The recent International Education Strategy released by the Ministry of Education has declared is aspirations for international education to be the vehicle for global citizenship. But I do wonder whether the forces of global currency overwhelm such lofty, but certainly important goals.

First, let’s think about why international students come to New Zealand. While the perceived high quality of educational offerings is one factor, research suggests that the stronger factors are:

  1. that New Zealand is overall a more affordable destination, and
  2. New Zealand’s reputation as clean, green, and safe.

Next, let’s consider what international education contributes to New Zealand. As I mentioned earlier, international education is an export sector, meaning, education is treated as a form of goods and services.

Looking at the 2016 stats, there were about 130 thousand international students enrolled in schools, language centres, private institutions, the polytechnics, and universities.

Half of the international students hail from China and India, both emerging middle-income countries and engines of global growth.

Universities take the largest share, hosting a fifth of the international student population, and receiving almost 40% of the tuition income.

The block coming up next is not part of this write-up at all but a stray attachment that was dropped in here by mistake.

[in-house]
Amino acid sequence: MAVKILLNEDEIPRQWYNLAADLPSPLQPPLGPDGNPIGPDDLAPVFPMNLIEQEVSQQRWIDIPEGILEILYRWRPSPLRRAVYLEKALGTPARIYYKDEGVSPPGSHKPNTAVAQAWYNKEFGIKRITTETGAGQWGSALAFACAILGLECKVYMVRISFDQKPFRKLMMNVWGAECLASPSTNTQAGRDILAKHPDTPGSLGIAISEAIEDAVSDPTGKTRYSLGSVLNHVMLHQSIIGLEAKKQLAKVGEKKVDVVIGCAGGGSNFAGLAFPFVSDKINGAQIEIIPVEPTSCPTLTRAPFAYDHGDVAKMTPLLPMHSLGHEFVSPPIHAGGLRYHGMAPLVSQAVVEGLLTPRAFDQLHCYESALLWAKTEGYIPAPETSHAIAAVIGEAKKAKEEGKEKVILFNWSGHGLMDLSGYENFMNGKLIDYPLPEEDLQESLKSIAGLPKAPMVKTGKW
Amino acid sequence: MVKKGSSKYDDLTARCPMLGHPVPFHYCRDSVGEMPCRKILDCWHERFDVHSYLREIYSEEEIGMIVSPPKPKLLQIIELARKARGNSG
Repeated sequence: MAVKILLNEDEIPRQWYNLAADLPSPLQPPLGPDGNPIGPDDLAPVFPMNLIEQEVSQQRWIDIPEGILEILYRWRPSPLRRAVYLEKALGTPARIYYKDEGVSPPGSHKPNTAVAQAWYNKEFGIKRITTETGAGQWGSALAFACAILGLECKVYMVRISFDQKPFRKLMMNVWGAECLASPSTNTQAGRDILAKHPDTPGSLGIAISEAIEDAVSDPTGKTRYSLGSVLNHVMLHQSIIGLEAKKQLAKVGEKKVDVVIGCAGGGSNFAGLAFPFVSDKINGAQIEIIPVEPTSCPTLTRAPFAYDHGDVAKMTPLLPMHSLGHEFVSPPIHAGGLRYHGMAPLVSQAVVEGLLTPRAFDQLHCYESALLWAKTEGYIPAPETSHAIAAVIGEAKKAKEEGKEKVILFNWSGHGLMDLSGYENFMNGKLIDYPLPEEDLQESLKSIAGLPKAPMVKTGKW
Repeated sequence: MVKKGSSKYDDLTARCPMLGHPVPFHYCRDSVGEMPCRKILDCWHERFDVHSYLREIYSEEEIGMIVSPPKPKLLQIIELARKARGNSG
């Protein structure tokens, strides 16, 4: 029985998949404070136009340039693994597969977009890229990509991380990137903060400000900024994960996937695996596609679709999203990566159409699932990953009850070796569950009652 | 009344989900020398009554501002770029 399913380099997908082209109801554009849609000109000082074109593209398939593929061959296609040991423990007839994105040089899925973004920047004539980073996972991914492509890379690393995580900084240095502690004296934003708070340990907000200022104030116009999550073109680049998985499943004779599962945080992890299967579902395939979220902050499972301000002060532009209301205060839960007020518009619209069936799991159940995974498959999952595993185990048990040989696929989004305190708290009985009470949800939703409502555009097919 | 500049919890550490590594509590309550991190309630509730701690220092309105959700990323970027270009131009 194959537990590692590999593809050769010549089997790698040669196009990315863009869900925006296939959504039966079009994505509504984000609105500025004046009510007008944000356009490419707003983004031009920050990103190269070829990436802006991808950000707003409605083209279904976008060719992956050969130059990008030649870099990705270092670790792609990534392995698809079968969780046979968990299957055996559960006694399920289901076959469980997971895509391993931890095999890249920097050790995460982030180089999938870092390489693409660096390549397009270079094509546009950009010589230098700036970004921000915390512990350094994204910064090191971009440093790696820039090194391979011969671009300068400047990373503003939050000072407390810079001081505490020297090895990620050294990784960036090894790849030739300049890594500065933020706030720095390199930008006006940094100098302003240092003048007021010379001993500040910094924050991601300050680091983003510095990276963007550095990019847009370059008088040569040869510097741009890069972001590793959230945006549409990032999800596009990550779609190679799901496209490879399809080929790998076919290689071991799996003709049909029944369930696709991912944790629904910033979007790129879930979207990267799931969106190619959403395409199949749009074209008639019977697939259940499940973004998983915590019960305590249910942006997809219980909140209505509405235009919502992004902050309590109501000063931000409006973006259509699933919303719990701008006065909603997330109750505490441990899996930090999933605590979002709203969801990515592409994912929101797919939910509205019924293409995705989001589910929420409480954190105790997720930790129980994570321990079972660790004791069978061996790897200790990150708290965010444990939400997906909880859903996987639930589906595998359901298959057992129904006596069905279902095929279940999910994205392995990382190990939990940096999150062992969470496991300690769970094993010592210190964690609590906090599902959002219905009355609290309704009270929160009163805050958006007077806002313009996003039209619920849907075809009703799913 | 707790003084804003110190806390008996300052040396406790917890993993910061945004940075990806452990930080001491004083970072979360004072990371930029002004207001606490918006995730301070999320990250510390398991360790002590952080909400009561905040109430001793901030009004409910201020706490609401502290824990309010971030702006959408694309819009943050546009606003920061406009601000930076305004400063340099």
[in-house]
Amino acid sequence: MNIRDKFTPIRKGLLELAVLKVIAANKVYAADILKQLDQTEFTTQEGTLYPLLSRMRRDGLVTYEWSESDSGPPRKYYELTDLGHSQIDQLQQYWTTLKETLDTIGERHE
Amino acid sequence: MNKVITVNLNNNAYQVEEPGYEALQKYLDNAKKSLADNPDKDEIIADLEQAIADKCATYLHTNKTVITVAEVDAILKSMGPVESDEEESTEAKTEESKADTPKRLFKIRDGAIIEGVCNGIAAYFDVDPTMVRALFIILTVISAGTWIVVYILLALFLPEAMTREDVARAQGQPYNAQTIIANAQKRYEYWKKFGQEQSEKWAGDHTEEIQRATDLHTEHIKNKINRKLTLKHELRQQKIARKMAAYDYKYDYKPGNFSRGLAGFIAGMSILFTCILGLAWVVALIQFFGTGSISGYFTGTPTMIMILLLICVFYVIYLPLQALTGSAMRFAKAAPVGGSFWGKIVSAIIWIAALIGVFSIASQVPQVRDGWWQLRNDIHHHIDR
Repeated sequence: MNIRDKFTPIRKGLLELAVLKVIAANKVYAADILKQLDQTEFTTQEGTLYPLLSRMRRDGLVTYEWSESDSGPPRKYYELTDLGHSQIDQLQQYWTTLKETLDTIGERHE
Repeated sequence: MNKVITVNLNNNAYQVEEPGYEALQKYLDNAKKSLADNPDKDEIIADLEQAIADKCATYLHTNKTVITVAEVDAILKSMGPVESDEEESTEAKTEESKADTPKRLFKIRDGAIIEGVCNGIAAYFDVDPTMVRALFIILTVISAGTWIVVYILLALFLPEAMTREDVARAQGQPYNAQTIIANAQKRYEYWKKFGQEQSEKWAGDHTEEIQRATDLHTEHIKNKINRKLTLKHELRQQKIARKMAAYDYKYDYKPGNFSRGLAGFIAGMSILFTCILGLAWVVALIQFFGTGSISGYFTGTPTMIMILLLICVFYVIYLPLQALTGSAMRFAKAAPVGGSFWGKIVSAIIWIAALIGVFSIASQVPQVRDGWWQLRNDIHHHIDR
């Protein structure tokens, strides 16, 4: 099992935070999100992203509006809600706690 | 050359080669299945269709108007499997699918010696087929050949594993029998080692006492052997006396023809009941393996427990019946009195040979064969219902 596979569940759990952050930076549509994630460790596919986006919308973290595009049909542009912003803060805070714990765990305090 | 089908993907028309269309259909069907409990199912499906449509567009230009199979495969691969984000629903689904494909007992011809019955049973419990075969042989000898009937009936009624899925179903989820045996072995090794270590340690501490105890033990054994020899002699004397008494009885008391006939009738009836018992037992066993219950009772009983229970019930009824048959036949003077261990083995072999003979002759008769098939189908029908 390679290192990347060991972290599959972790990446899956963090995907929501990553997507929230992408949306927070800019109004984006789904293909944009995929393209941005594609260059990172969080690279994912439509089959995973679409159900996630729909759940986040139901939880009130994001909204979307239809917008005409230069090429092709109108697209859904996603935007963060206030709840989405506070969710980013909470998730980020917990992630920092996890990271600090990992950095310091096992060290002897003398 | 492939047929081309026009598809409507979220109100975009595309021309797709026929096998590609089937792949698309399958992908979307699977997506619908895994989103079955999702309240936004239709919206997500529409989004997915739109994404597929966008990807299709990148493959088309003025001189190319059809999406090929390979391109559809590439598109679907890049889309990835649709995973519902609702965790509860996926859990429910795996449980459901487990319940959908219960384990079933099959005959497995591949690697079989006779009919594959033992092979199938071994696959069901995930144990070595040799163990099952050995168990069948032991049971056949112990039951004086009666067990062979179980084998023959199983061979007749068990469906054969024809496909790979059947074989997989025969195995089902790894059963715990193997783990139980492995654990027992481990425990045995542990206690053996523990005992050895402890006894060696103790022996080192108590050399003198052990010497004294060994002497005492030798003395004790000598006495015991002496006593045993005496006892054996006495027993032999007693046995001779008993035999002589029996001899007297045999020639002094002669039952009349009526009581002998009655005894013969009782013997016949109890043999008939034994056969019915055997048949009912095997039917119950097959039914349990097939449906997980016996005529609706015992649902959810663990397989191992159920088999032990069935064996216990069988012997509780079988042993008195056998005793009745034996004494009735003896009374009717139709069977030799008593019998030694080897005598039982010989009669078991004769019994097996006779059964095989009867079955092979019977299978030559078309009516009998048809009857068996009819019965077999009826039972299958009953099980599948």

This thin slice of statistics reflects what keeps the sector humming along. The sellers – educational institutions – desire income and profit, and the buyers – Asian students – want decent qualifications from an English-speaking country.


You might think that I’ve painted a rather crude picture of international education, but I’ve yet to meet someone who has attributed the $4 billion dollar figure to the desire for world peace.

But even if world peace is not at the forefront or the producers and consumers’ minds, it doesn’t mean that international education is only worth in terms of dollars and cents. It is, after all, not a sector that deals with milk powder or premium beef, but a sector that is capable of transforming lives of all students, the educators, and the community.

The University of Waikato, for example, hosts many nationalities among its students. As an international student myself, I feel privileged to be able to interact with my peers from Vietnam, India, China, Pakistan, Thailand, Malaysia, Indonesia, Tanzania, Nigeria, Vanuatu , Samoa, Fiji, Tonga, Timor Leste. I enjoy learning about their different histories and social customs.

I am beginning to build a global network of friends and colleagues. And while I cannot promise there will be world peace, I can say that I have grown to be more sensitive and appreciative of the different, and at times, conflicting, geopolitics across the world stage. In other words, I am learning how to be a global citizen. I’m not sure whether my Kiwi peers have the same experience, or feel the same way. But the research suggests that they are probably ambivalent or indifferent.

Perhaps Prime Minister Jacinda Arden could offer all of us some inspiration to become more globally minded and action-oriented. In her speech to the United Nations General Assembly, she said, and I quote:

“Given the challenges we face today, and how truly global they are in their nature and impact, the need for collective action and multilateralism has never been clearer.”